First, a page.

Silver-studded Blue Butterflies And Bees

Read about the rare Silver-Studded Blue and how we try to help our bee population.


We have a rare butterfly that calls Kelling Heath home - the Silver-studded Blue. The population of this stunning butterfly has declined throughout Britain and is now extinct in northern, central and southeast regions. The main reason for this decline is the loss of suitable heathland on which they depend, as much has been overplanted for forestry, ploughed for agriculture or left unmanaged in the last century.

Silver-studded Blues became extinct on Kelling Heath by the 1970s, mainly due to a lack of management. Following a study of heathlands in Norfolk by the Norfolk Wildlife Trust and English Nature, Kelling Heath was designated as a suitable place to reintroduce the butterfly with appropriate management. 

In 2001, several adult butterflies were translocated from another site in Norfolk. Since then, the butterflies have been increasing in number and have spread into new areas. Each year, area management takes place to improve things for the butterflies and other heathland wildlife, and each year we have seen an increase in the numbers of Silver-studded Blues on the heath.

In 2013, 562 silver-studded blue butterflies were recorded on Kelling Heath, compared to 162 on the same day in 2012. 


Bumblebees are among the more familiar insects but are under increasing threat due to changes in how the countryside is farmed. The number of species found in most of lowland Britain has halved since 1950, and three species have gone nationally extinct, with several more soon to follow unless we take action.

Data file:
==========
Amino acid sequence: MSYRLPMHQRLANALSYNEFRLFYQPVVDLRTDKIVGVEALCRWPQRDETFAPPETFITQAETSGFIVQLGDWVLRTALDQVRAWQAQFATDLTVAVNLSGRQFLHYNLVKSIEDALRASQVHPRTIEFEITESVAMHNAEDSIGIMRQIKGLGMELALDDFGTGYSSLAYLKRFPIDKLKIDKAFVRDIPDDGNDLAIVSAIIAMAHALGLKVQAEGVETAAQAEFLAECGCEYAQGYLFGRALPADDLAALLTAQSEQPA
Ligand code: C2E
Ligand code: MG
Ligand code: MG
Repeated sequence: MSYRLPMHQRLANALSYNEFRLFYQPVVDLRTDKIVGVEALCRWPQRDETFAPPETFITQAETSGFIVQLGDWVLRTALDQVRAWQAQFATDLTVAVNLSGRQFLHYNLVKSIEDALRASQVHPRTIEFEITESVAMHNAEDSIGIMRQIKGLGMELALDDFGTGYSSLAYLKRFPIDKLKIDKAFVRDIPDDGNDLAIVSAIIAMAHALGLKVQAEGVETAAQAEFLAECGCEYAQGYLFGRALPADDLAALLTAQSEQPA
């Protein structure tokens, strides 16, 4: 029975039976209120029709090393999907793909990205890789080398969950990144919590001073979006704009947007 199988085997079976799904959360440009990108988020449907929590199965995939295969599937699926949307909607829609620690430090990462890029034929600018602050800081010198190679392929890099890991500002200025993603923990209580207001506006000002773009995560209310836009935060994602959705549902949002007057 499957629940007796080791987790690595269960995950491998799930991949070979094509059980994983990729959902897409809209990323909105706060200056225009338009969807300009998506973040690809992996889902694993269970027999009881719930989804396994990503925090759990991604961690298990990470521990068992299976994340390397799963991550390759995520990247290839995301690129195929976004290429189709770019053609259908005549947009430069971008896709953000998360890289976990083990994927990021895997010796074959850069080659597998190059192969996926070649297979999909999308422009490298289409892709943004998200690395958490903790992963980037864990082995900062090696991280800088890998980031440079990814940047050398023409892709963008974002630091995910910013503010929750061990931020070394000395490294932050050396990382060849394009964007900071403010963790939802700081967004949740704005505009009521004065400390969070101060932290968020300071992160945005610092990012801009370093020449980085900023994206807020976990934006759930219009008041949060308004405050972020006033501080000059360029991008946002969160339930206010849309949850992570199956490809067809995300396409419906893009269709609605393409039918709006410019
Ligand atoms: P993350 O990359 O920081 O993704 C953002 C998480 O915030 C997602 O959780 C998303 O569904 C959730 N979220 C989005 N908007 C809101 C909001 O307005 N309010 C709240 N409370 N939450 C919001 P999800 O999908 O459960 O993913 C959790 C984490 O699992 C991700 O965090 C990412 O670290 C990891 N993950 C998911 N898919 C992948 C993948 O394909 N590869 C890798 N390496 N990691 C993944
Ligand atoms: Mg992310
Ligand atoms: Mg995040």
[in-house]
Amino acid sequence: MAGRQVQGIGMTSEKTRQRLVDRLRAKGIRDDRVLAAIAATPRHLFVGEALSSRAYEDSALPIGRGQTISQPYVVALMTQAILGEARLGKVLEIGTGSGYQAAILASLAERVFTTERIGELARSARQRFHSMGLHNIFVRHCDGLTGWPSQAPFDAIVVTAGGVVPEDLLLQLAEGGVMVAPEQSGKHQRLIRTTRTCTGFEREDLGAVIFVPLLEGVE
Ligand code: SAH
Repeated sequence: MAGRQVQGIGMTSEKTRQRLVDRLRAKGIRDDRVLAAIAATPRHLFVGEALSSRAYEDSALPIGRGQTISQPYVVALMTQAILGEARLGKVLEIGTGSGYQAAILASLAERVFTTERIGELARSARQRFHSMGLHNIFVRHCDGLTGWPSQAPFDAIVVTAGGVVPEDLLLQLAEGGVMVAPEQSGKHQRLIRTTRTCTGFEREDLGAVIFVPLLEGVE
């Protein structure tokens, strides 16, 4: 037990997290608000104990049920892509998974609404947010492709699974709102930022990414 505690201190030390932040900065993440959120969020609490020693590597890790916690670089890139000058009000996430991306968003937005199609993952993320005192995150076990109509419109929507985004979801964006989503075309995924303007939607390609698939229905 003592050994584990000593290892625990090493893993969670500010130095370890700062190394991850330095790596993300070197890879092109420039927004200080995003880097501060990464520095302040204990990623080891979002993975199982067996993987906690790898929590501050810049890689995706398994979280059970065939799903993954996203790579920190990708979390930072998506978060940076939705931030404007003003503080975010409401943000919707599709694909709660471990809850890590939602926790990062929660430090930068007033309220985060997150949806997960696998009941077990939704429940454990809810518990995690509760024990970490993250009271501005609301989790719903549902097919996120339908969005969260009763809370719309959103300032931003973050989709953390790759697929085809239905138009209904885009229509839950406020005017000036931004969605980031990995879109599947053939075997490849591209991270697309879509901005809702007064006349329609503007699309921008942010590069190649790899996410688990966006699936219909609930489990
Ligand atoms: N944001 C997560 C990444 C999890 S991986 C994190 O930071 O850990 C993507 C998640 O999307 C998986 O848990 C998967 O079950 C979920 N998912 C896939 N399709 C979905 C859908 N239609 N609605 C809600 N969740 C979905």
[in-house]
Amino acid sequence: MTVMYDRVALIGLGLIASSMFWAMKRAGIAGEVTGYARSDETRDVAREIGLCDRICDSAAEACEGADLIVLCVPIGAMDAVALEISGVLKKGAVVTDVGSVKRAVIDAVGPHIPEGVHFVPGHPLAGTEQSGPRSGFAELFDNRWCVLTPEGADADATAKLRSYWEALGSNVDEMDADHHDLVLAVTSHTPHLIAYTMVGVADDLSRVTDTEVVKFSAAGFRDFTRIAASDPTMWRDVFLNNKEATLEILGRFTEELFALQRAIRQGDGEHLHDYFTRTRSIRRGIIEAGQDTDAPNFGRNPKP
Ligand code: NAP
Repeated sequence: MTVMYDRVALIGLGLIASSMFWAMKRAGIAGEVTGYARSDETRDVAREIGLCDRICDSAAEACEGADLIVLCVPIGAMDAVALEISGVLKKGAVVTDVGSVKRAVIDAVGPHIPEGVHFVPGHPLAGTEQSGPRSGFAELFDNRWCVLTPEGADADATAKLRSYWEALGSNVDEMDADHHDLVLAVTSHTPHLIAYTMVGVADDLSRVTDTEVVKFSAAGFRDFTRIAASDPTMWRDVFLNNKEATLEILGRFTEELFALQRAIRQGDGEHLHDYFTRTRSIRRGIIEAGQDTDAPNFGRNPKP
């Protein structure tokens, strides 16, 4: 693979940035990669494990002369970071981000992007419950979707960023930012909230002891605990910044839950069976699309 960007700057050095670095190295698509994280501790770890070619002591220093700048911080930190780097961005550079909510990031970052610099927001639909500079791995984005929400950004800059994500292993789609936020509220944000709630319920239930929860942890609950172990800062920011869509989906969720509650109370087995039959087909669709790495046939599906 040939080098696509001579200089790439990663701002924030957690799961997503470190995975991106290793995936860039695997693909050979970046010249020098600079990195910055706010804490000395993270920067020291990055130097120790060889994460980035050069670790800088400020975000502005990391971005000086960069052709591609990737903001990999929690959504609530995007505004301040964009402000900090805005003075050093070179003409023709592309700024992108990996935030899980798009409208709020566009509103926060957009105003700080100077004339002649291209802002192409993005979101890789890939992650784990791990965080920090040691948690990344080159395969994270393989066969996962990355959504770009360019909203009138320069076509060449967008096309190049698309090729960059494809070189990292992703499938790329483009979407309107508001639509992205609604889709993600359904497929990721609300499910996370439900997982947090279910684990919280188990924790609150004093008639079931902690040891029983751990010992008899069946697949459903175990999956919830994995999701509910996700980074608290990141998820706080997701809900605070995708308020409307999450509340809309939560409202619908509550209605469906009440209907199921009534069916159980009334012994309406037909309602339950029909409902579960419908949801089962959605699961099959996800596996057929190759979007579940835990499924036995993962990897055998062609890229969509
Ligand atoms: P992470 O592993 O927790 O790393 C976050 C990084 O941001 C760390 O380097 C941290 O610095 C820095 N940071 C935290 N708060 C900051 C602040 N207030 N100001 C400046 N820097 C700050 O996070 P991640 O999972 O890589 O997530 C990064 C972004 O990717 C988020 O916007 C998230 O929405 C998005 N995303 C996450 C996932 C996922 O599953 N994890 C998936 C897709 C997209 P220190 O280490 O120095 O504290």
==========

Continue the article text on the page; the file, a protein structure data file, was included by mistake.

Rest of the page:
Bees feed exclusively on pollen and nectar, and there are now far fewer flowers in the countryside than there once were. Hedges are gone, marshes drained, and unimproved grasslands rich in wildflowers have been lost and replaced by silage and cereal fields.

There is also concern about the decline in honeybees, particularly from the Varroa mite, which is decimating colonies throughout the world. The fall in honeybee population is so dire that it is part of worldwide debate, including in our Houses of Parliament. 

Bees make an important contribution to the sustainability of the countryside, contributing both to agriculture and horticulture and to biodiversity. They also produce honey and other hive products, and further losses will have serious implications on food production in the UK and worldwide. 

At Kelling Heath, we will: 

  • Research the habitat required for bees to thrive and review how we can provide pockets of suitable habitat at Kelling Heath without compromising existing habitats.
  • Interpret the threats to the bee population to visitors and show how we are attempting to reverse the decline.
  • Provide simple guidance on how visitors can play their part in helping to preserve the bee population in their own gardens across Britain.

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